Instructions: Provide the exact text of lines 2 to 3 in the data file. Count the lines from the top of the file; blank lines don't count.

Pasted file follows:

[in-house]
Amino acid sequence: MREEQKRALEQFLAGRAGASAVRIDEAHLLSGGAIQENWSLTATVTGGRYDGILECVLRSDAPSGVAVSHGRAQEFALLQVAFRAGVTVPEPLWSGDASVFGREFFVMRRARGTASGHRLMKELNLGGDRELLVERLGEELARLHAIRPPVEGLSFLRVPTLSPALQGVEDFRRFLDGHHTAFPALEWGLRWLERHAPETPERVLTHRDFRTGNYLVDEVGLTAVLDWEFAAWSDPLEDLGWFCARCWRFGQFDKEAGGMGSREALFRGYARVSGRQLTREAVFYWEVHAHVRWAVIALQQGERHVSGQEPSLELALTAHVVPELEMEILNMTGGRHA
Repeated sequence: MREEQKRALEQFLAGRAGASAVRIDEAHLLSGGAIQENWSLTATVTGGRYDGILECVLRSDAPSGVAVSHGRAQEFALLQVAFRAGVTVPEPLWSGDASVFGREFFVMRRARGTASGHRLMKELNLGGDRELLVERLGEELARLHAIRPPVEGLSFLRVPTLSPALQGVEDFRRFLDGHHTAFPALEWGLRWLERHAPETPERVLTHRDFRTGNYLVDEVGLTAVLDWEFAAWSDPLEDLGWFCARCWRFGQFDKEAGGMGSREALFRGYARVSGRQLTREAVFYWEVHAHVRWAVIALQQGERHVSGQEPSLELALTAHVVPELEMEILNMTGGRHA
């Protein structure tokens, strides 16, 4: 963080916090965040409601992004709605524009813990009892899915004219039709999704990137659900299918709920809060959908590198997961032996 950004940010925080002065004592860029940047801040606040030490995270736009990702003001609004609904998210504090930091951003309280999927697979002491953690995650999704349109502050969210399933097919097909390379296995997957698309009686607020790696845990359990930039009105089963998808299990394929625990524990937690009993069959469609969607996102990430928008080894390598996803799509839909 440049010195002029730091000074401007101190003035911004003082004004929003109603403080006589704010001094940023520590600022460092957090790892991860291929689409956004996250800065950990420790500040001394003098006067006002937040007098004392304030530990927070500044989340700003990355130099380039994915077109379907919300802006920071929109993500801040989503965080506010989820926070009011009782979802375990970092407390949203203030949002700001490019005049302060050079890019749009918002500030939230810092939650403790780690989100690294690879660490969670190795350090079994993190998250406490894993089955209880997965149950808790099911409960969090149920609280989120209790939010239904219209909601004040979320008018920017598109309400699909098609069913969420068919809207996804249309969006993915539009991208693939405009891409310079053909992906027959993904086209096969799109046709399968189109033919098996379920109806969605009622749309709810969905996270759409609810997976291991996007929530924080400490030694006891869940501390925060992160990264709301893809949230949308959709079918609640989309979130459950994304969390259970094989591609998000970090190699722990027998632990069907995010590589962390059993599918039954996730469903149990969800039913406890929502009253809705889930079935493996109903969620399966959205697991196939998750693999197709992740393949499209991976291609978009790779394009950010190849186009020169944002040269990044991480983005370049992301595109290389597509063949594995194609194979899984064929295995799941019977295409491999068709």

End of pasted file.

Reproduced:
Amino acid sequence: MREEQKRALEQFLAGRAGASAVRIDEAHLLSGGAIQENWSLTATVTGGRYDGILECVLRSDAPSGVAVSHGRAQEFALLQVAFRAGVTVPEPLWSGDASVFGREFFVMRRARGTASGHRLMKELNLGGDRELLVERLGEELARLHAIRPPVEGLSFLRVPTLSPALQGVEDFRRFLDGHHTAFPALEWGLRWLERHAPETPERVLTHRDFRTGNYLVDEVGLTAVLDWEFAAWSDPLEDLGWFCARCWRFGQFDKEAGGMGSREALFRGYARVSGRQLTREAVFYWEVHAHVRWAVIALQQGERHVSGQEPSLELALTAHVVPELEMEILNMTGGRHA
Repeated sequence: MREEQKRALEQFLAGRAGASAVRIDEAHLLSGGAIQENWSLTATVTGGRYDGILECVLRSDAPSGVAVSHGRAQEFALLQVAFRAGVTVPEPLWSGDASVFGREFFVMRRARGTASGHRLMKELNLGGDRELLVERLGEELARLHAIRPPVEGLSFLRVPTLSPALQGVEDFRRFLDGHHTAFPALEWGLRWLERHAPETPERVLTHRDFRTGNYLVDEVGLTAVLDWEFAAWSDPLEDLGWFCARCWRFGQFDKEAGGMGSREALFRGYARVSGRQLTREAVFYWEVHAHVRWAVIALQQGERHVSGQEPSLELALTAHVVPELEMEILNMTGGRHA